When Julie, not her real name, found out that her 12-year-old son was the victim of brutal cyberbullying, she didn’t know how to respond. The Pine Bluff resident, who asked to keep her name anonymous, said she first turned to her pastor, then a professional counselor.
“There were a few kids at school who took pictures of my son and then wrote horrible things about him, posting them online,” Julie said. “It was just devastating. He cried and cried, and I didn’t know what to do. Finally, we pulled him off of social media altogether.”
Online bullying is on the rise among middle and high school students, even as overall rates of bullying in schools have remained steady, according to a federal report released Tuesday.
Twenty percent of students between the ages of 12 and 18 were bullied during the 2016-2017 school year, according to the report from the National Center for Education Statistics, the research arm of the U.S. Education Department. Among those students who faced bullying, 15 percent said they were bullied online or by text, a 3.5 percentage point jump from the 2014-2015 school year.
The report did not indicate why online bullying is increasing, and students were not asked about the websites or social media networks used as conduits for bullying. But Rachel Hansen, a project officer for the National Center for Education Statistics, told the Washington Post that the information can help guide efforts by schools to curb bullying.
“This can help schools and communities determine where to target their bullying prevention strategies,” said Hansen, noting that bullying has declined overall in the past decade.
Kathryn C. Seigfried-Spellar, an associate professor inPurdue University’s Department of Computer & Information Technology, told The Post that the reported increase could stem from a greater willingness to report online bullying or a deeper awareness among students about what it looks like.
Seigfried-Spellar said students become less inhibited with digital separation because they don’t have to witness the emotional toll exacted by bullying or deal with the immediate consequences.
“It’s easier to do something because you don’t have to worry about a physical repercussion,” she said. “It removes that personal experience.”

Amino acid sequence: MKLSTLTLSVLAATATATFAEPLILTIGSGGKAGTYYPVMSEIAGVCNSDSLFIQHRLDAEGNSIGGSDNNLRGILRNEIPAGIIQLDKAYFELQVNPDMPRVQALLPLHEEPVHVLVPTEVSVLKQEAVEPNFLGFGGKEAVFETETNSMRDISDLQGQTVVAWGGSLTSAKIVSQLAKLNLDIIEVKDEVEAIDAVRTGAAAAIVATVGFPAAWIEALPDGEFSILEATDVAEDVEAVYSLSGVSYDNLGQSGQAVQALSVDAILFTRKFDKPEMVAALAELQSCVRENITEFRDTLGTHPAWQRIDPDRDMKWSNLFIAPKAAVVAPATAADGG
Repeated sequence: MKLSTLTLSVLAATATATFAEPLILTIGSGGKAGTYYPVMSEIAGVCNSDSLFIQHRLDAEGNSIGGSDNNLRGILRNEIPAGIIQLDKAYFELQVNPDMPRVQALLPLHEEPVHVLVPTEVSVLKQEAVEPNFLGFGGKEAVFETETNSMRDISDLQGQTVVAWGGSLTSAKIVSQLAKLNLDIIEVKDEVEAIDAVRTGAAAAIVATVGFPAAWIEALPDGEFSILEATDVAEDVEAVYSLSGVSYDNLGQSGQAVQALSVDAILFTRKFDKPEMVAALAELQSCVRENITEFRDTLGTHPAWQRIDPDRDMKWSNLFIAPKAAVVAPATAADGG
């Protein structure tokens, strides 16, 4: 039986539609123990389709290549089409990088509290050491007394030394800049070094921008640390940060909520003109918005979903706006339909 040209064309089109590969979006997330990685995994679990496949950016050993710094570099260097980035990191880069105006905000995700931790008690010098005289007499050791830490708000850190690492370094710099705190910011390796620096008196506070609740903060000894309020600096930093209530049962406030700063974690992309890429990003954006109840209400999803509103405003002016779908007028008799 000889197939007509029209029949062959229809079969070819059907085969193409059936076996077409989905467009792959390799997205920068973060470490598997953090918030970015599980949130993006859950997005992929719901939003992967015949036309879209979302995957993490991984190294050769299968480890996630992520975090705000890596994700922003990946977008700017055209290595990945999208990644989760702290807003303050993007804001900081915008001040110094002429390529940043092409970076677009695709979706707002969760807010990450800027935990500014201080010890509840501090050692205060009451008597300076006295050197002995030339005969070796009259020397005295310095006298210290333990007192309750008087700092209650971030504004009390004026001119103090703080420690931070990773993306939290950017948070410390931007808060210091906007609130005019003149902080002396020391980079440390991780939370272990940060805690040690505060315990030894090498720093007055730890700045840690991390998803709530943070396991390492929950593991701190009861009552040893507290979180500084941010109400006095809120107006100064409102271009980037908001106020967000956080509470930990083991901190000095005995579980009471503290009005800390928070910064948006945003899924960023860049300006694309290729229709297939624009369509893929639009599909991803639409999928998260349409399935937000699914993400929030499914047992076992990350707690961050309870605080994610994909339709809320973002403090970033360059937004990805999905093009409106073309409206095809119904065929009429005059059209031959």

According to stopbullying.gov, a child may be involved in cyberbullying in several ways. A child can be bullied, bully others, or witness bullying. Parents, teachers, and other adults may not be aware of all the digital media and apps that a child is using. The more digital platforms that a child uses, the more opportunities there are for being exposed to potential cyberbullying.
Many of the warning signs that cyberbullying is occurring happen around a child’s use of their device. Some of the warning signs that a child may be involved in cyberbullying are:
• Noticeable increases or decreases in device use, including texting.
• A child exhibits emotional responses (laughter, anger, upset) to what is happening on their device.
• A child hides their screen or device when others are near, and avoids discussion about what they are doing on their device.
• Social media accounts are shut down or new ones appear.
• A child starts to avoid social situations, even those that were enjoyed in the past.
• A child becomes withdrawn or depressed, or loses interest in people and activities.
WHAT DO TO WHEN CYBERBULLYING HAPPENS
If you notice warning signs that a child may be involved in cyberbullying, take steps to investigate that child’s digital behavior. Cyberbullying is a form of bullying, and adults should take the same approach to address it: support the child being bullied, address the bullying behavior of a participant, and show children that cyberbullying is taken seriously. Because cyberbullying happens online, responding to it requires different approaches. If you think that a child is involved in cyberbullying, there are several things you can do:
• Notice – Recognize if there has been a change in mood or behavior and explore what the cause might be. Try to determine if these changes happen around a child’s use of their digital devices.
• Talk – Ask questions to learn what is happening, how it started, and who is involved.
• Document – Keep a record of what is happening and where. Take screenshots of harmful posts or content if possible. Most laws and policies note that bullying is a repeated behavior, so records help to document it.
• Report – Most social media platforms and schools have clear policies and reporting processes. If a classmate is cyberbullying, report it the school. You can also contact app or social media platforms to report offensive content and have it removed. If a child has received physical threats, or if a potential crime or illegal behavior is occurring, report it to the police.
• Support – Peers, mentors, and trusted adults can sometimes intervene publicly to positively influence a situation where negative or hurtful content posts about a child. Public Intervention can include posting positive comments about the person targeted with bullying to try to shift the conversation in a positive direction. It can also help to reach out to the child who is bullying and the target of the bullying to express your concern. If possible, try to determine if more professional support is needed for those involved, such as speaking with a guidance counselor or mental health professional.
Back in Pine Bluff, Julie said that she will likely not allow her son to return to social media “unless he is under strict supervision.”
“I think that where most cyberbullying takes place, it’s out of the eyes of adults, and kids just run wild with it,” Julie said. “It can have long-term, harmful effects. I hope that more parents will start monitoring their kids online.”